Ticks and fleas are not just a nuisance – they are a major cause of disease and death in dogs.
Dog parents frequently overlook tick infestations, especially because they are so common. And vets often give surface solutions without taking a look at the real issue.
Ticks: A silent killer
Ticks cause tick fever. There are no overt symptoms. It is often only detected when there is sudden weight loss or loss of appetite. By the time the platelet count has fallen to a critical level, it can be fatal. Fleas, on the other hand, do not cause fatal diseases but they are very painful. Some dogs respond with an allergic reaction (called flea allergic dermatitis). This causes widespread inflammation of the skin surface and lesions because of all the scratching and biting. Dogs end up ingesting flea eggs that hatch in the stomach and become worms. This consequently causes anemia.
How to address ticks and fleas
Use a high-quality tick and flea shampoo
Lotion works to an extent, but direct shampooing kills 100% of the ticks and fleas. It washes off the eggs that are hidden on the skin and sometimes in hair follicles which hatch in 5-7 days. Buy a good quality flea shampoo for your dog.
Use a high quality ‘adulticide’ lotion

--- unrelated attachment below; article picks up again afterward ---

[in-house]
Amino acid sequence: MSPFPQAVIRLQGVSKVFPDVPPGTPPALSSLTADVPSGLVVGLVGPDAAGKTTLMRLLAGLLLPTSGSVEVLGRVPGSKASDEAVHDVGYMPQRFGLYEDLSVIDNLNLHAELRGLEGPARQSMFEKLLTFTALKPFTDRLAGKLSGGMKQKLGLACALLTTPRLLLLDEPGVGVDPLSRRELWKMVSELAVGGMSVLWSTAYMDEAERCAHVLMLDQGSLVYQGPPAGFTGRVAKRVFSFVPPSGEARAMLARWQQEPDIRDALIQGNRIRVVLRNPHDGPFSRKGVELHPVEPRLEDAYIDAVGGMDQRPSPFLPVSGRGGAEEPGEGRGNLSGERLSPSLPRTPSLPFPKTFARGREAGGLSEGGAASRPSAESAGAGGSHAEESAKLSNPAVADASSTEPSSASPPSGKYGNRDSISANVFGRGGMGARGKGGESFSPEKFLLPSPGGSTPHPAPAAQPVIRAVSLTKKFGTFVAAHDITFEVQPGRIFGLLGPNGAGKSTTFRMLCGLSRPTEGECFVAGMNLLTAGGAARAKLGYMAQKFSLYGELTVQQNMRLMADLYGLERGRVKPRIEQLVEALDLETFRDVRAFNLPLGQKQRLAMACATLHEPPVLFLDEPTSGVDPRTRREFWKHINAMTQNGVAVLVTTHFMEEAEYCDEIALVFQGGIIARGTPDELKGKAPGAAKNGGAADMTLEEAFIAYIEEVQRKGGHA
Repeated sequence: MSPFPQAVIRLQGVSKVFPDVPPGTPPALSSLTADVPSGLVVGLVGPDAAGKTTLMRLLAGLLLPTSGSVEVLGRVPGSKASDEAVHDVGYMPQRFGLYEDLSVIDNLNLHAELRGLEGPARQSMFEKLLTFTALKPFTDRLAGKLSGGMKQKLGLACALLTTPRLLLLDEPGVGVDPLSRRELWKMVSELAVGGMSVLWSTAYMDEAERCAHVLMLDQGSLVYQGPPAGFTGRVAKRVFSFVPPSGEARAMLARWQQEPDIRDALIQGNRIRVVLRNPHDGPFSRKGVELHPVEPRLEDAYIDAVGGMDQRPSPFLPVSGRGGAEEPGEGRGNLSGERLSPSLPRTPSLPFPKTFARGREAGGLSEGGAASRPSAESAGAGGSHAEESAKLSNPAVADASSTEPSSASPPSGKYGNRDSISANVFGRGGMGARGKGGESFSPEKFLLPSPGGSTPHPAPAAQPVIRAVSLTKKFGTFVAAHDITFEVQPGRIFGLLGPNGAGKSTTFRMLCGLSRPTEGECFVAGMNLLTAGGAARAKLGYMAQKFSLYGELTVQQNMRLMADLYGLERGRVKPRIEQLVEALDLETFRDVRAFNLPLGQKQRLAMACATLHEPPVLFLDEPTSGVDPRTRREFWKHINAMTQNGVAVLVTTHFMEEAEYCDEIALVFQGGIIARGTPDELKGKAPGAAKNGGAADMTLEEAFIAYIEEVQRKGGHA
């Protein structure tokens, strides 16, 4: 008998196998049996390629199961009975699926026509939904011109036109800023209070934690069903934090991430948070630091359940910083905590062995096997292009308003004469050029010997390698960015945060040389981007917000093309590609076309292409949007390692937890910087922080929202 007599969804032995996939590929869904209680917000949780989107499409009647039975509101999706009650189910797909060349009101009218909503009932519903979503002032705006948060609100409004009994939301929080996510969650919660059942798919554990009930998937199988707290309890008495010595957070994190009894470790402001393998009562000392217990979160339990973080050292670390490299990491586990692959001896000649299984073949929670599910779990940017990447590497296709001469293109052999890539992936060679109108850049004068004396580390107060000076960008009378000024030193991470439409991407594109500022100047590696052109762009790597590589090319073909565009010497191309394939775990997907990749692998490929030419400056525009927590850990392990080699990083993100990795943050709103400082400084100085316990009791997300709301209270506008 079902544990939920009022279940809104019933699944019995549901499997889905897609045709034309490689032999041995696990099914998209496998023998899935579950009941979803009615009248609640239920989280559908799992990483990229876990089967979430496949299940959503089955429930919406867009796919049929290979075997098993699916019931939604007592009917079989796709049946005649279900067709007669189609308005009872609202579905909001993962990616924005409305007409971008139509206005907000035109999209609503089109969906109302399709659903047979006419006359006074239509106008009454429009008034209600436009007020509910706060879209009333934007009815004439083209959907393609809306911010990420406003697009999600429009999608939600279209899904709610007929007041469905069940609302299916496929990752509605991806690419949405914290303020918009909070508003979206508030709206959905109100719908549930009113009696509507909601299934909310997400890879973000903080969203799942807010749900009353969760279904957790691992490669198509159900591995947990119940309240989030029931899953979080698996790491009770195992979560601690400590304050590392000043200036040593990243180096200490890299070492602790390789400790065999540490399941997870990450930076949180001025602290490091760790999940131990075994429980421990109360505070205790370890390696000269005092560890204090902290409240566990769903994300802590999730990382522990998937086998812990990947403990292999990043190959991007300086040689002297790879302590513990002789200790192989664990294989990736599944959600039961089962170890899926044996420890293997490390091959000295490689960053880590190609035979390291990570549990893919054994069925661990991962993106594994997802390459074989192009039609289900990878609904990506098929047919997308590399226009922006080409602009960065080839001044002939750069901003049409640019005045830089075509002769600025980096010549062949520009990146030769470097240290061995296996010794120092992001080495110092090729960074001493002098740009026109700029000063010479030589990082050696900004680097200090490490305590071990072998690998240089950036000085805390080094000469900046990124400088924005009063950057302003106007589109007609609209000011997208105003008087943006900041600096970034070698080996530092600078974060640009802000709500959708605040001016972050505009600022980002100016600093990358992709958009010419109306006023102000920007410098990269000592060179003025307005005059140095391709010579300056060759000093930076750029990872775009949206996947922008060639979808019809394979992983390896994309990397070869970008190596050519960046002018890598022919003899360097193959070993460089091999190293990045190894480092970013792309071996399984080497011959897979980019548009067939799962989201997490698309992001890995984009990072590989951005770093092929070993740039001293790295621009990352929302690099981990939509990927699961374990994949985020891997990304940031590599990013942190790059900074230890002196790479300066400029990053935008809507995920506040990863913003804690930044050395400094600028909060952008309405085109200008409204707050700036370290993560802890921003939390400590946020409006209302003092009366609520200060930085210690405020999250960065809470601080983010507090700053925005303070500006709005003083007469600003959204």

Adulticides kill ticks and fleas on contact. Their toxicity is low because they contact anesthetic agents. The adulticide numbs the entire tick, killing it immediately. As a lotion, you use less product. A good lotion will always benefit fur health.
Keep outdoors and indoors tick and flea free
If there is a heavy infestation the ticks will gorge themselves on blood, fall off the dog and lay eggs in walls and crevices. Buy a good quality concentrate or a spray to clean your house in places you might overlook.
Use neem oil
Neem is a natural preventive. Neem Oil has been used traditionally in India for its strong insecticidal action. It works well for short-haired dogs when massaged on the skin and has the added advantage of keeping the skin hydrated. It can also be used in the case of small abrasions, cuts, etc.
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The information contained in VOSD Vet Advice™ is not intended nor implied to be a substitute for professional medical action which is provided by your vet. You assume full responsibility for how you choose to use this information. For any emergency situation related to a dog’s health, please visit the nearest veterinary clinic.